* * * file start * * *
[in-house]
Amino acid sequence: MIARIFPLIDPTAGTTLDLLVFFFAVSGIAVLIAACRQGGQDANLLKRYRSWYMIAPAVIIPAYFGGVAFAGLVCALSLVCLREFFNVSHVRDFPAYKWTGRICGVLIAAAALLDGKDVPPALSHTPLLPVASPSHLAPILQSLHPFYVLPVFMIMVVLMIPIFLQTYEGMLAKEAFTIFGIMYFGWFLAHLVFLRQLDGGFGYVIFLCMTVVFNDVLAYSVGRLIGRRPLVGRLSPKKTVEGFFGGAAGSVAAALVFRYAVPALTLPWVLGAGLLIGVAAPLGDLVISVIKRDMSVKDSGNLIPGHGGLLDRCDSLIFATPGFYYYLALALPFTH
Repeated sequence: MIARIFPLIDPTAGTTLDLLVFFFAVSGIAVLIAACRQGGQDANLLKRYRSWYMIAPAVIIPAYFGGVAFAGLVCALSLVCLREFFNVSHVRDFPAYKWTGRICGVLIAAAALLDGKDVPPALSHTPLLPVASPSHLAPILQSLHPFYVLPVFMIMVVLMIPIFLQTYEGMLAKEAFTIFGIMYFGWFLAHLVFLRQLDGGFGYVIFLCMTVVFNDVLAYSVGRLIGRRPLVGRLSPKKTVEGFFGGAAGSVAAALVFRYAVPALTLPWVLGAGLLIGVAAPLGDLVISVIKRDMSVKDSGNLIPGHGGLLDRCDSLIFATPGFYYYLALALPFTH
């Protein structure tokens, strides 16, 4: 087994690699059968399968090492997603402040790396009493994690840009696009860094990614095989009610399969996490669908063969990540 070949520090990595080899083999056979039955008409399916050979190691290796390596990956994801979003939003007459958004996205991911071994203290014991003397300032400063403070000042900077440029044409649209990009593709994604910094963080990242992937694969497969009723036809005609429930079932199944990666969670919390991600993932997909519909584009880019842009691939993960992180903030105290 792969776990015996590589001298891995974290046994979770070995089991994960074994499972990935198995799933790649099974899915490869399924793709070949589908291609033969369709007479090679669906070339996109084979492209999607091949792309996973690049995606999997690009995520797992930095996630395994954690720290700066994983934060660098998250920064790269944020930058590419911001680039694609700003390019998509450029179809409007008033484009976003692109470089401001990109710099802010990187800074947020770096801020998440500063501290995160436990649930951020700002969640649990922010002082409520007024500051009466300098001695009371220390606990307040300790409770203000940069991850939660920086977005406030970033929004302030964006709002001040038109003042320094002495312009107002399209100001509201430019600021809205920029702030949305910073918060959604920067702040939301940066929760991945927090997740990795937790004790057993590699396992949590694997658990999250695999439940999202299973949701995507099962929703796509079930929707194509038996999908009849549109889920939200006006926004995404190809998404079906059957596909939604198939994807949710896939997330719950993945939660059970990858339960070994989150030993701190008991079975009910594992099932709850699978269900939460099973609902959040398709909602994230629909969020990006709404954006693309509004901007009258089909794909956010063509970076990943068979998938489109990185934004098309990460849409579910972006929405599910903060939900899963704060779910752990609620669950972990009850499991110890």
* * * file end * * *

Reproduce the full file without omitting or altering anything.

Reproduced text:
[in-house]
Amino acid sequence: MIARIFPLIDPTAGTTLDLLVFFFAVSGIAVLIAACRQGGQDANLLKRYRSWYMIAPAVIIPAYFGGVAFAGLVCALSLVCLREFFNVSHVRDFPAYKWTGRICGVLIAAAALLDGKDVPPALSHTPLLPVASPSHLAPILQSLHPFYVLPVFMIMVVLMIPIFLQTYEGMLAKEAFTIFGIMYFGWFLAHLVFLRQLDGGFGYVIFLCMTVVFNDVLAYSVGRLIGRRPLVGRLSPKKTVEGFFGGAAGSVAAALVFRYAVPALTLPWVLGAGLLIGVAAPLGDLVISVIKRDMSVKDSGNLIPGHGGLLDRCDSLIFATPGFYYYLALALPFTH
Repeated sequence: MIARIFPLIDPTAGTTLDLLVFFFAVSGIAVLIAACRQGGQDANLLKRYRSWYMIAPAVIIPAYFGGVAFAGLVCALSLVCLREFFNVSHVRDFPAYKWTGRICGVLIAAAALLDGKDVPPALSHTPLLPVASPSHLAPILQSLHPFYVLPVFMIMVVLMIPIFLQTYEGMLAKEAFTIFGIMYFGWFLAHLVFLRQLDGGFGYVIFLCMTVVFNDVLAYSVGRLIGRRPLVGRLSPKKTVEGFFGGAAGSVAAALVFRYAVPALTLPWVLGAGLLIGVAAPLGDLVISVIKRDMSVKDSGNLIPGHGGLLDRCDSLIFATPGFYYYLALALPFTH
């Protein structure tokens, strides 16, 4: 087994690699059968399968090492997603402040790396009493994690840009696009860094990614095989009610399969996490669908063969990540 070949520090990595080899083999056979039955008409399916050979190691290796390596990956994801979003939003007459958004996205991911071994203290014991003397300032400063403070000042900077440029044409649209990009593709994604910094963080990242992937694969497969009723036809005609429930079932199944990666969670919390991600993932997909519909584009880019842009691939993960992180903030105290 792969776990015996590589001298891995974290046994979770070995089991994960074994499972990935198995799933790649099974899915490869399924793709070949589908291609033969369709007479090679669906070339996109084979492209999607091949792309996973690049995606999997690009995520797992930095996630395994954690720290700066994983934060660098998250920064790269944020930058590419911001680039694609700003390019998509450029179809409007008033484009976003692109470089401001990109710099802010990187800074947020770096801020998440500063501290995160436990649930951020700002969640649990922010002082409520007024500051009466300098001695009371220390606990307040300790409770203000940069991850939660920086977005406030970033929004302030964006709002001040038109003042320094002495312009107002399209100001509201430019600021809205920029702030949305910073918060959604920067702040939301940066929760991945927090997740990795937790004790057993590699396992949590694997658990999250695999439940999202299973949701995507099962929703796509079930929707194509038996999908009849549109889920939200006006926004995404190809998404079906059957596909939604198939994807949710896939997330719950993945939660059970990858339960070994989150030993701190008991079975009910594992099932709850699978269900939460099973609902959040398709909602994230629909969020990006709404954006693309509004901007009258089909794909956010063509970076990943068979998938489109990185934004098309990460849409579910972006929405599910903060939900899963704060779910752990609620669950972990009850499991110890």